The Darkening by Stephen M Irwin
|The Darkening by Stephen M Irwin|
|Category: General Fiction|
|Reviewer: Louise Laurie|
|Summary: This debut novel is set in the wide open spaces of Australia. Paradoxically, it has a sense of tight spaces coupled with lashings of suspense.|
|Buy? Yes||Borrow? Yes|
|Pages: 400||Date: December 2009|
This book has the 'S' word written all over it. No, not sex - supernatural. So, it's got all things a bit spooky, not-quite-right, strange coincidences. They are sprinkled throughout like rock salt. I must admit that when I read the blurb on the back cover with its supernatural theme, I gave an inward groan. Not really my cup of tea. But I'm open-minded and I'll read anything once. I'm glad I did. Irwin is Australian. For some reason I haven't read too many books by Australian authors, so I was keen to get reading.
The story starts off in London. Busy, crowded, cosmopolitan London - and chock-a-block with Australians. The main character, Nick Close is Australian. Happily settled in London with his new wife. Life is good. Then the unthinkable happens.
After the tragedy, Nick returns to his Australian roots. But he's different now. This new Nick, this sad Nick, this newly-alone Nick sees things. He sees things others don't see. He has this 'gift.' Or is it a curse? Time will tell.
He's back home on the other side of the world and not at all sure what he's going to do with the rest of his life. It's been almost twenty years since he's been back. His mother Katharine, now lives alone in the family home and she doesn't exactly welcome Nick back with open arms. In fact, she's been dreading his return. But why? She's so luke-warm towards her only son. The reasons start to unfold slowly throughout the book.
The suburb where she lives is modest. The locals appear unremarkable. They go about their business quietly. At the edge of this unassuming residential area is a huge swathe of densely-packed trees. The woods. They've already claimed one young life many years ago. They are treated by the locals with respect. Parents warn their children not to go into the woods and even adults appear nervous.
The dark, forbidding woods are central to everything in this book. They draw Nick in like a huge magnet. He is hopeless in their spell. As the death count rises, Nick realizes he has two options. Sink or swim. His resourcefulness kicks in and he decides to ask questions. His crotchety mother and more amenable sister are part of the mix. Research is carried out. Findings are extremely disturbing.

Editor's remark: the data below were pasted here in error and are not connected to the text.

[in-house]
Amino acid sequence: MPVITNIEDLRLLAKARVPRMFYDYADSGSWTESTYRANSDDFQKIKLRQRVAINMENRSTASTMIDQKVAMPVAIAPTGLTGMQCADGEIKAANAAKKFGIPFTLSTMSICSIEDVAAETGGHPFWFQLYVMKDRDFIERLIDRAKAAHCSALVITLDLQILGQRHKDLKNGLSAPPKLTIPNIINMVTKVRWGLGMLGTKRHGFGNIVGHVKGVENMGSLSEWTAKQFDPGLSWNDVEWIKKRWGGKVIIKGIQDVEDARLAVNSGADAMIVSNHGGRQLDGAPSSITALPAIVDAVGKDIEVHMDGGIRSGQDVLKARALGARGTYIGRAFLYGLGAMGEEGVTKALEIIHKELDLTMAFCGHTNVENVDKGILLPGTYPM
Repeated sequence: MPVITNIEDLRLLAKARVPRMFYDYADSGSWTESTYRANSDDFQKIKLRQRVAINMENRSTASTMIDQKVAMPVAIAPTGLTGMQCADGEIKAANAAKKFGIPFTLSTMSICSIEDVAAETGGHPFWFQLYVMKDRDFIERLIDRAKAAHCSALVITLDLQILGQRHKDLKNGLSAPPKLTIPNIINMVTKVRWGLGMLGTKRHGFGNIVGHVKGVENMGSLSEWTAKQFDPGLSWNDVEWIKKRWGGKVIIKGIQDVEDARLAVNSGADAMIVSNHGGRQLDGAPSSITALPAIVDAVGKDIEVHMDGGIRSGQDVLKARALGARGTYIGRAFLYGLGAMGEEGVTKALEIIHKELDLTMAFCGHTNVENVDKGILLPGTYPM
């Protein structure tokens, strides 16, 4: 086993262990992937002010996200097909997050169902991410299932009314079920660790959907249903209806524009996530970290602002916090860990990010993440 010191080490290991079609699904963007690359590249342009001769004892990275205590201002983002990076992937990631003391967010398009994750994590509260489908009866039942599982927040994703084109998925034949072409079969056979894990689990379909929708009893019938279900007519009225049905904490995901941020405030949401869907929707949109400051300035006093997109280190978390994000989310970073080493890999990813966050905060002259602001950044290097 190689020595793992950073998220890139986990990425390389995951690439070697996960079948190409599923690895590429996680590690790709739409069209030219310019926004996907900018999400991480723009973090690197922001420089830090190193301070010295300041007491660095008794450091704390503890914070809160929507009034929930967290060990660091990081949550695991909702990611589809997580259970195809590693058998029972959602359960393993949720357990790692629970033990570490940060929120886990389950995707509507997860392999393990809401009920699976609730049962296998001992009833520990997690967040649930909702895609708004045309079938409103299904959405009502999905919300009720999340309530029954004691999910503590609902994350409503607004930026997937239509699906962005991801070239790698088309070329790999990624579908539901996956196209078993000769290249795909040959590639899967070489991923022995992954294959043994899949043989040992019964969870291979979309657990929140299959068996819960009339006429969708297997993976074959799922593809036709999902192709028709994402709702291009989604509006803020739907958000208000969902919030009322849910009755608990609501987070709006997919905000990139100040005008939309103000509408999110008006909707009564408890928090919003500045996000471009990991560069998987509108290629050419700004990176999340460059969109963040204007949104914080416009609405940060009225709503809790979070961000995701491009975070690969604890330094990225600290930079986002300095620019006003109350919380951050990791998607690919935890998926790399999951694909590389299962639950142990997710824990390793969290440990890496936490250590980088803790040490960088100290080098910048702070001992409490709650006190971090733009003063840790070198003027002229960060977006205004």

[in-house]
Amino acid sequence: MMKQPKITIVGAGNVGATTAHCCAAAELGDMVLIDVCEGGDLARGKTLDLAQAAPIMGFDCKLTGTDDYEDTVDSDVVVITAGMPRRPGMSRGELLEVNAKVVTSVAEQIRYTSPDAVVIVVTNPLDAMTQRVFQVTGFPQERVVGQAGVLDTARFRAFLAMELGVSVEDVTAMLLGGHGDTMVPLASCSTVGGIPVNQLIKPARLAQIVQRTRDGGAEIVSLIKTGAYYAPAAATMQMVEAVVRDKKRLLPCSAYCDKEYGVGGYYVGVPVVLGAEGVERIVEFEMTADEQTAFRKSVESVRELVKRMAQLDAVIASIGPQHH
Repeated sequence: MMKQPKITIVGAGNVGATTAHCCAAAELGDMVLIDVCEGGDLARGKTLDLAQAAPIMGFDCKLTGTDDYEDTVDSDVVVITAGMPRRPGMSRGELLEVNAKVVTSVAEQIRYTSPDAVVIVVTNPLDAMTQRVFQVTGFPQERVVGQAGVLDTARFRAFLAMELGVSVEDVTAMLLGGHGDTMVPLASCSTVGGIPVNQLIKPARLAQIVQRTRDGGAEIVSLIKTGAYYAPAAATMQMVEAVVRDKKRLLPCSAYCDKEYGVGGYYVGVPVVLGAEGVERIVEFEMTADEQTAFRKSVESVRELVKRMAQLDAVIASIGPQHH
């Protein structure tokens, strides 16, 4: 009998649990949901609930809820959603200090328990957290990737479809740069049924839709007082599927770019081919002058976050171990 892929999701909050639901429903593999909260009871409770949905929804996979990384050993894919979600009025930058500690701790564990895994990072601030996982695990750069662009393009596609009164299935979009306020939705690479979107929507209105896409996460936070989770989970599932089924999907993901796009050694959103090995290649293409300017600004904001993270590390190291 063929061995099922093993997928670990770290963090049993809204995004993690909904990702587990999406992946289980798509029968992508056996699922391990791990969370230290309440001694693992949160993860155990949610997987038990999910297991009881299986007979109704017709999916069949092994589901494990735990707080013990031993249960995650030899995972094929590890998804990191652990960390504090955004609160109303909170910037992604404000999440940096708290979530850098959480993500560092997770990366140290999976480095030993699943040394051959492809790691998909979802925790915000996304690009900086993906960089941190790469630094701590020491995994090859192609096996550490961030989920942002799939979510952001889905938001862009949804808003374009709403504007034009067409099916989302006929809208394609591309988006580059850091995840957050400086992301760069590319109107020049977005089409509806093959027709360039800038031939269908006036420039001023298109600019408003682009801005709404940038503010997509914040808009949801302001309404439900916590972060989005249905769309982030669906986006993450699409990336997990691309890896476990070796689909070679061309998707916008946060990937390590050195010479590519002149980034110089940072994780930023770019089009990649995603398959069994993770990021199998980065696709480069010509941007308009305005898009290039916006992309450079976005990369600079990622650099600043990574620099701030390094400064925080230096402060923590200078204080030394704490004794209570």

Danger is ever present in this book, alongside suspense and the supernatural. Having said that, Irwin has a light hand with the latter. He doesn't overdo it. The woods themselves take up pages and pages of evocative description: ... like a row of black teeth ... It's almost as if the woods are alive and breathing.
Irwin has a lovely poetic lilt. There are many elegant phrases and sentences such as ... old trees cloistered together, huddled close as old soldiers under grim umbrellas and words spilled out of the woman like marbles from a spilt sack.
As for the subject of all things supernatural, there appear to be two strains of thought. Believers and non-believers. I'm in the latter camp. I appreciate that the supernatural has captured the imagination of many. It just has failed to capture mine. However, that said, I was able to enjoy the book for what it is - a piece of fiction. Irwin has done his research and I found the links between the past and the present in the story, to be interesting and also a little fascinating.
I'm surprising myself by saying that if Irwin chooses to write a sequel then I'd look forward to reading it.
I'd like to thank the publishers for sending a copy to The Bookbag.
If you enjoyed this book then you might also like Ghostwalk by Rebecca Stott.
You can read more book reviews or buy The Darkening by Stephen M Irwin at Amazon.co.uk
You can read more book reviews or buy The Darkening by Stephen M Irwin at Amazon.com.
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